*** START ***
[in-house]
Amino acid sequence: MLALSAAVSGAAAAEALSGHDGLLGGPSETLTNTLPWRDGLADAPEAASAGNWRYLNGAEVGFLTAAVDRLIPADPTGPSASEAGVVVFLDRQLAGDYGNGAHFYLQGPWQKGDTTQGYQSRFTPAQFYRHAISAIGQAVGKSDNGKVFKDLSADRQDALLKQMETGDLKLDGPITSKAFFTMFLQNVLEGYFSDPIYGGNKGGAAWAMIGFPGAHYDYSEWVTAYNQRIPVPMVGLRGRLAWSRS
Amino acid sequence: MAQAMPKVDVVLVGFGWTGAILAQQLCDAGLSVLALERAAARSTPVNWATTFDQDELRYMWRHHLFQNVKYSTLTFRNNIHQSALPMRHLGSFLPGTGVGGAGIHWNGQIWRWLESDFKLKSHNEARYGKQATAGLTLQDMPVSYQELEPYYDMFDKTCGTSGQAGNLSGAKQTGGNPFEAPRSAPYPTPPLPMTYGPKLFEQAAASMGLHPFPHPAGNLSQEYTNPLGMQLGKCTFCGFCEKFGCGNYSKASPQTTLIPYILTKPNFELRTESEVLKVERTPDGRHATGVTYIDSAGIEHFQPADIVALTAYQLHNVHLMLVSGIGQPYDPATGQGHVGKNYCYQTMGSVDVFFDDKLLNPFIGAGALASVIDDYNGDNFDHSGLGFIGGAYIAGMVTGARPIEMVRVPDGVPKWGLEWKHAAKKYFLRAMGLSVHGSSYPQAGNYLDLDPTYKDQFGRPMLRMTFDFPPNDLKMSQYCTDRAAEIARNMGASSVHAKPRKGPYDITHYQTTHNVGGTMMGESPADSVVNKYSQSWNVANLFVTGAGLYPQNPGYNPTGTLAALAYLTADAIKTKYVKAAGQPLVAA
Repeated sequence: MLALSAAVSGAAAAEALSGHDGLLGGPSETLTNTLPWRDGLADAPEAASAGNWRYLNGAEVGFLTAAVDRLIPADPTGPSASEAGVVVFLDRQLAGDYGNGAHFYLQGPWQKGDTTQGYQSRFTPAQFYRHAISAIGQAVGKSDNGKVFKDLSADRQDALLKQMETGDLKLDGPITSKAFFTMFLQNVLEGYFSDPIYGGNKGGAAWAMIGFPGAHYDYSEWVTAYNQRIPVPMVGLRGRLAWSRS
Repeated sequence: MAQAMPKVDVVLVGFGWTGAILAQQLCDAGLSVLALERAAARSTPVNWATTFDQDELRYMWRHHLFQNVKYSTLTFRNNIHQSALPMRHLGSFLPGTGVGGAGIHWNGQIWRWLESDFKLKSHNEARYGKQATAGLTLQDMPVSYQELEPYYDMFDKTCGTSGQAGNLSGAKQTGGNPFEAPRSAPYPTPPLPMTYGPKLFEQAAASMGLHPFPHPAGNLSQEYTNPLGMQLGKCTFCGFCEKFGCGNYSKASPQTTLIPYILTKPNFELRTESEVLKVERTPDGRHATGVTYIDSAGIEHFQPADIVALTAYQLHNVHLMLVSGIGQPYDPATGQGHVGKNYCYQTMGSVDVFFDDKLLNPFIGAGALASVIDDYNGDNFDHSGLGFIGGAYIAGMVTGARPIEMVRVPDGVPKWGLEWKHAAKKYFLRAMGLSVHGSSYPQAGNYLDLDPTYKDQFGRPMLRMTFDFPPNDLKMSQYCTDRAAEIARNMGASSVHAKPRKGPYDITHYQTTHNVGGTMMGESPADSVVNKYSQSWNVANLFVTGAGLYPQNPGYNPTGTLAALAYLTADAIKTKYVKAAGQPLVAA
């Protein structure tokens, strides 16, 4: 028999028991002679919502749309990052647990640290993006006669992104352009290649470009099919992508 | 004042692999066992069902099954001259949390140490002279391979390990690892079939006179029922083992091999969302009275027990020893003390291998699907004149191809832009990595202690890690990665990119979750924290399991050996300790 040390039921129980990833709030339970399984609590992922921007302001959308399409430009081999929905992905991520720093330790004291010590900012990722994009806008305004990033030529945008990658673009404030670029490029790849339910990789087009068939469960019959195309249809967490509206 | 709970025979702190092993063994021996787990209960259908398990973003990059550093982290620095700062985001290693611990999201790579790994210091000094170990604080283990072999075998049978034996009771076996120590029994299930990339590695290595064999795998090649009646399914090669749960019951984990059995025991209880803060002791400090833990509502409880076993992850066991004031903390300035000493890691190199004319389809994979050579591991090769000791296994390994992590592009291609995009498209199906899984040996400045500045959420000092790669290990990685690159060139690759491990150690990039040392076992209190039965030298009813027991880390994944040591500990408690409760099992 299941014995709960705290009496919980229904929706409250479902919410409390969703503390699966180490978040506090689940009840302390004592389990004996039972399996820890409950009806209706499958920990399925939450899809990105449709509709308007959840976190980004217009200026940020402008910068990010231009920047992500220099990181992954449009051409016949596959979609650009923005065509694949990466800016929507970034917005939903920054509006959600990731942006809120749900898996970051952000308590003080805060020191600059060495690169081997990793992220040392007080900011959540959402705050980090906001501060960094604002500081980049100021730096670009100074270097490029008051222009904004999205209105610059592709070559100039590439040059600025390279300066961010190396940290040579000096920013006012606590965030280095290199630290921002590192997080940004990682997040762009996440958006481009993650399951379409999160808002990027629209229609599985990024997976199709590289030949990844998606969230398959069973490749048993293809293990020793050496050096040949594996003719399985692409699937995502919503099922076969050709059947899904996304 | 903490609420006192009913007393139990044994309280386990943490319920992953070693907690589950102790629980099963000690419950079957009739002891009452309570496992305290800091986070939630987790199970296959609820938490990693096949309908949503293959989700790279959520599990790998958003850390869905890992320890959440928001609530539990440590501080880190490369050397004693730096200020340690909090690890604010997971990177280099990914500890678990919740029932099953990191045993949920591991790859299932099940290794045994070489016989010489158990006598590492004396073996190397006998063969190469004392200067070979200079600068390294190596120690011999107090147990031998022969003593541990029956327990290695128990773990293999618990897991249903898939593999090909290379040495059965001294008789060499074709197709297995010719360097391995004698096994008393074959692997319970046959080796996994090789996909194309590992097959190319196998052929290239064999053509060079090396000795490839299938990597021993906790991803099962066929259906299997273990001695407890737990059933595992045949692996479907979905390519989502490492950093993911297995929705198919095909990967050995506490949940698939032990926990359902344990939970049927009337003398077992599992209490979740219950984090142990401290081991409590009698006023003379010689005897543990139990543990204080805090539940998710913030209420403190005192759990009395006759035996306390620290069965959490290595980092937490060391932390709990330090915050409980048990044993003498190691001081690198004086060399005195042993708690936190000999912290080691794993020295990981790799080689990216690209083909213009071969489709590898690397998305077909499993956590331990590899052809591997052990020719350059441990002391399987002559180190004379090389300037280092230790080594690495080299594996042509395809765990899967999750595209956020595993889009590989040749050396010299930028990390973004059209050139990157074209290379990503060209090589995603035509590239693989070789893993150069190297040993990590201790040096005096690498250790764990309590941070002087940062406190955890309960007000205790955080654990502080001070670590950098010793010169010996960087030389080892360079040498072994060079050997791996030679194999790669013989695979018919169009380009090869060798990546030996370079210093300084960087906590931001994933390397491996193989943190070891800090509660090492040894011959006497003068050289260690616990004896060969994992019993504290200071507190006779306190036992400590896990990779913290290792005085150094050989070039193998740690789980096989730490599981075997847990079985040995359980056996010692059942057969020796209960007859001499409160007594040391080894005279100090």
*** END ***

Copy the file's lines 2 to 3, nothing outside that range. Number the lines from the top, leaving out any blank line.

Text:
Amino acid sequence: MLALSAAVSGAAAAEALSGHDGLLGGPSETLTNTLPWRDGLADAPEAASAGNWRYLNGAEVGFLTAAVDRLIPADPTGPSASEAGVVVFLDRQLAGDYGNGAHFYLQGPWQKGDTTQGYQSRFTPAQFYRHAISAIGQAVGKSDNGKVFKDLSADRQDALLKQMETGDLKLDGPITSKAFFTMFLQNVLEGYFSDPIYGGNKGGAAWAMIGFPGAHYDYSEWVTAYNQRIPVPMVGLRGRLAWSRS
Amino acid sequence: MAQAMPKVDVVLVGFGWTGAILAQQLCDAGLSVLALERAAARSTPVNWATTFDQDELRYMWRHHLFQNVKYSTLTFRNNIHQSALPMRHLGSFLPGTGVGGAGIHWNGQIWRWLESDFKLKSHNEARYGKQATAGLTLQDMPVSYQELEPYYDMFDKTCGTSGQAGNLSGAKQTGGNPFEAPRSAPYPTPPLPMTYGPKLFEQAAASMGLHPFPHPAGNLSQEYTNPLGMQLGKCTFCGFCEKFGCGNYSKASPQTTLIPYILTKPNFELRTESEVLKVERTPDGRHATGVTYIDSAGIEHFQPADIVALTAYQLHNVHLMLVSGIGQPYDPATGQGHVGKNYCYQTMGSVDVFFDDKLLNPFIGAGALASVIDDYNGDNFDHSGLGFIGGAYIAGMVTGARPIEMVRVPDGVPKWGLEWKHAAKKYFLRAMGLSVHGSSYPQAGNYLDLDPTYKDQFGRPMLRMTFDFPPNDLKMSQYCTDRAAEIARNMGASSVHAKPRKGPYDITHYQTTHNVGGTMMGESPADSVVNKYSQSWNVANLFVTGAGLYPQNPGYNPTGTLAALAYLTADAIKTKYVKAAGQPLVAA